EAST LANSING – Ava Badallo momentarily made her dream come true by scoring in the first half of Friday's Division 1 soccer championship game at Michigan State’s DeMartin Stadium.
But an offsides penalty nullified what would have been a rare goal against one of the state's stingiest defenses.
Undaunted, the Bloomfield Hills senior forward scored again off a great assist from Brooke Green at 5 minutes, 44 seconds into the second half – just the eighth goal Northville had given up all season. The Black Hawks could sense the upset against the unbeaten Mustangs.
Ultimately the game went to a shootout, and it was one more Badallo goal that put Bloomfield Hills up 4-1 and clinched an overall 2-1 victory over the previously-unbeaten Mustangs – earning the Black Hawks' their first Finals championship in girls soccer.
“I think the goal they disallowed was an indirect kick,’’ said Badallo. “We finally got it going and … it was kind of a letdown, but we knew this game was going to be a struggle.
“We finally got those goals. We ended up finishing up in the PK. I don’t even know how to explain the feeling. I’m so just happy Jenica (Opdahl) came up with those big saves. I was able to go in there with a lot of confidence.’’
Opdahl, Bloomfield Hills’ sophomore keeper, said she used a ploy to confuse the Northville shooters.
“I stood to one side leaving one side of the net wide open,’’ she said. “So, I knew they were going to shoot it that way. It worked.’’
Drew Martin, Esther Rosett and Emma Merchant scored during the shootout before Badallo’s clincher. Caroline Meloche scored Northville’s shootout goal.
“I can’t even believe it,’’ said Merchant, whose goal made it 3-1. “We practice penalty kicks every single day, 15 minutes every practice. To see all our hard work pay off is indescribable.’’
It was a battle of stingy defenses colliding in a struggle that lasted through regulation and overtime.
The second period of overtime saw Bloomfield Hills’ Avary Hall also put the ball into the net, but the goal was called off because of offsides.
Badallo’s second-period score was her 17th goal of the season, and none had been bigger.
“We always talk about the golden minutes,’’ said Black Hawks coach Alan Zakaria. “I was proud of the resilience we showed. You score a goal and have great energy, and it’s disallowed. Our girls responded in a big way. What a great player (Badallo). Our goalkeeper made some great saves. Unbelievable resilience to pull it out.’’
The Mustangs’ Kate Gonzalez got Northville on the board at the 15:27 mark of the second half with a header off an assist from Lauren Moraitis, her 24th, to tie the game at 1-1.
The Black Hawks (15-2-3) were playing in their first Final and entered the contest having won or tied their last 14 games, while Northville had two runner-up finishes, the most recent in 2014.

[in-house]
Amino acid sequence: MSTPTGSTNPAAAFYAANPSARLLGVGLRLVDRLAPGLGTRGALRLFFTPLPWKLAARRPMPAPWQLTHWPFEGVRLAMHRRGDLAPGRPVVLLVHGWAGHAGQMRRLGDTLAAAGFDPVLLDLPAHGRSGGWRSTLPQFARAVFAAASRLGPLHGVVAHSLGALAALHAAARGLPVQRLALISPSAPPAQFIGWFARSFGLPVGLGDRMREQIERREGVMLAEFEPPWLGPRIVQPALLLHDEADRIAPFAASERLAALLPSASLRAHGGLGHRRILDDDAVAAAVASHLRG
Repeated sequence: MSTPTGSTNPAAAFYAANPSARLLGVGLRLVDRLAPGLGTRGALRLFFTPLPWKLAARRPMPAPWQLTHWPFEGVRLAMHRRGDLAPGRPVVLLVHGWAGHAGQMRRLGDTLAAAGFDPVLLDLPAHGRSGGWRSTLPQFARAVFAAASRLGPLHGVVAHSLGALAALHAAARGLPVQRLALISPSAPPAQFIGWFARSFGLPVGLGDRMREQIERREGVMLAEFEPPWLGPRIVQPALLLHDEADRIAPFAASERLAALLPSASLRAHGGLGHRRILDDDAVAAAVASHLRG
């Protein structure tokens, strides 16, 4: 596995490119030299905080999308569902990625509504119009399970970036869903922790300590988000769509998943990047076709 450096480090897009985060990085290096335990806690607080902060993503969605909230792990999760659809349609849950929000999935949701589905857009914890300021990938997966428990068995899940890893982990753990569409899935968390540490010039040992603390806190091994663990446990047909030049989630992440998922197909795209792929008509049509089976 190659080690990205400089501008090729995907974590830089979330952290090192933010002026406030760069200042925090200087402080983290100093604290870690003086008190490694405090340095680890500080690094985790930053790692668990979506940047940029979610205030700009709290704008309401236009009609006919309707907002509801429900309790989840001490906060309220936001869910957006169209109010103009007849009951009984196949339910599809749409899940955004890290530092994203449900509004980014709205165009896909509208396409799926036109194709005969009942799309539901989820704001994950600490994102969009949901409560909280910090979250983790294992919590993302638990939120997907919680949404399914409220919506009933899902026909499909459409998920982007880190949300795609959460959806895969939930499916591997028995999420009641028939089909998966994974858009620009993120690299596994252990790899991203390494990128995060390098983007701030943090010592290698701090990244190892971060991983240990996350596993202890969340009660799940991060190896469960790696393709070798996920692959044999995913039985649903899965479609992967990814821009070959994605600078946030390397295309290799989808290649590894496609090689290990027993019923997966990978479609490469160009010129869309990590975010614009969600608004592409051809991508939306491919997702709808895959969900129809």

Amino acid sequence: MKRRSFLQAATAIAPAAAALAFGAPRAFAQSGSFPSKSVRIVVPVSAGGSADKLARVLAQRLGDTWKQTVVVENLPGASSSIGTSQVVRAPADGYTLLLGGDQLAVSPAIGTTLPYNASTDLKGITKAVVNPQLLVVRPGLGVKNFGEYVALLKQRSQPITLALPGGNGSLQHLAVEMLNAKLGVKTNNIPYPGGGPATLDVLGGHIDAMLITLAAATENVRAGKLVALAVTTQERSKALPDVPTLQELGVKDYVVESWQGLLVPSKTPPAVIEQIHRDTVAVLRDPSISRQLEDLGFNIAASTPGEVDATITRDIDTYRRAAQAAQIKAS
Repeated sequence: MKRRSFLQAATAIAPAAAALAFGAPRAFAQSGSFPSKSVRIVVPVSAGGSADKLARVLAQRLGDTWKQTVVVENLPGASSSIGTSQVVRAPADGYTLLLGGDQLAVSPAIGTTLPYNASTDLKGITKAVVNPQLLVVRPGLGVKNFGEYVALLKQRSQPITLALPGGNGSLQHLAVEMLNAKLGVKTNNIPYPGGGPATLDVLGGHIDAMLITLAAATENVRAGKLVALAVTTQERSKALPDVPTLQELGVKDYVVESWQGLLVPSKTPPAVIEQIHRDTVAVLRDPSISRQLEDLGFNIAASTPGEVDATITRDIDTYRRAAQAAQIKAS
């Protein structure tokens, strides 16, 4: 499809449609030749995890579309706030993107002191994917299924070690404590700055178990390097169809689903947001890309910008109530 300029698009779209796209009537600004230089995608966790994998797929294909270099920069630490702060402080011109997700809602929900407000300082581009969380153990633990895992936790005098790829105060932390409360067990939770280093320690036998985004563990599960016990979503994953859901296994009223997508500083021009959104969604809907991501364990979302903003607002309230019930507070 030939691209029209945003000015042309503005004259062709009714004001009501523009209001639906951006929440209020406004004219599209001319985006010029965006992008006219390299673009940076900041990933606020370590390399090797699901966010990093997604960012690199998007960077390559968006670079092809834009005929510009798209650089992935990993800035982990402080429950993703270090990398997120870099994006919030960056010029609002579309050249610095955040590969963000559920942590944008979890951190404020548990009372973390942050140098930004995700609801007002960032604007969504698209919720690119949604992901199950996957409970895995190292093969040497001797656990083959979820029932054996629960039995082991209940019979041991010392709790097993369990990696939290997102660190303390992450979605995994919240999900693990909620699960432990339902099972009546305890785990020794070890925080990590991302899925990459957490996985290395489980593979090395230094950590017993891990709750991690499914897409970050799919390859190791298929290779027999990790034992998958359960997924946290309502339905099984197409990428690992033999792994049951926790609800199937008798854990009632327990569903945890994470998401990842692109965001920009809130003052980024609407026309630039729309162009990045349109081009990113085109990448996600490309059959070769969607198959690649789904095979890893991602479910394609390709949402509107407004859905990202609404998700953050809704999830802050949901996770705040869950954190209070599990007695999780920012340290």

Led by nine seniors, the Mustangs hadn’t given up more than one goal in a game all season, posting 16 shutouts on their way to the championship while allowing just seven goals. The Black Hawks posted 11 shutouts this spring.
Bloomfield Hills pressed the action early Friday and had a couple of chances to score but the Mustangs defense, as usual this year, held tough.
Halfway through the first half Northville’s offense started peppering shots at Opdahl, but she was up to the task. Northville played five midfielders in an attempt to put pressure on the Black Hawks’ defense, generating scoring chances.
The Mustangs (18-1-5) had a pair of scoring chances as the second half began to wind down before Gonzalez sent in the equalizer.
“I thought we had some momentum when Kate scored,’’ said Northville coach Jeannine Reddy. “I thought both teams played great. It’s tough to lose that way. It was a good Division 1 state final. Both teams battled. You don’t want that to be your last memory.”
PHOTOS (Top) Bloomfield Hills celebrates its first Finals championship Friday at DeMartin Stadium. (Middle) The Black Hawks’ Drew Martin (3) controls play with Northville’s Avery Peters (15) in pursuit.
Be The Referee is a series of short messages designed to help educate people on the rules of different sports, to help them better understand the art of officiating, and to recruit officials.
Below is this week's segment – Feet Rule on Soccer Throw-In - Listen
In basketball, when a player is inbounding the ball, his or her feet have to be behind the line when passing the ball. Their feet can’t be touching the line.
But in soccer, a player just has to be on the line to complete a throw-in – even if their heels are both barely touching the line and the majority of their body is in the field of play.
It is considered a legal soccer throw-in if any part of both feet is either touching the line or behind the line, including if the player does a somersault or front-flip style throw-in. As long as they flip and land with both feet on or behind the line and throw the ball – it’s a legal throw-in.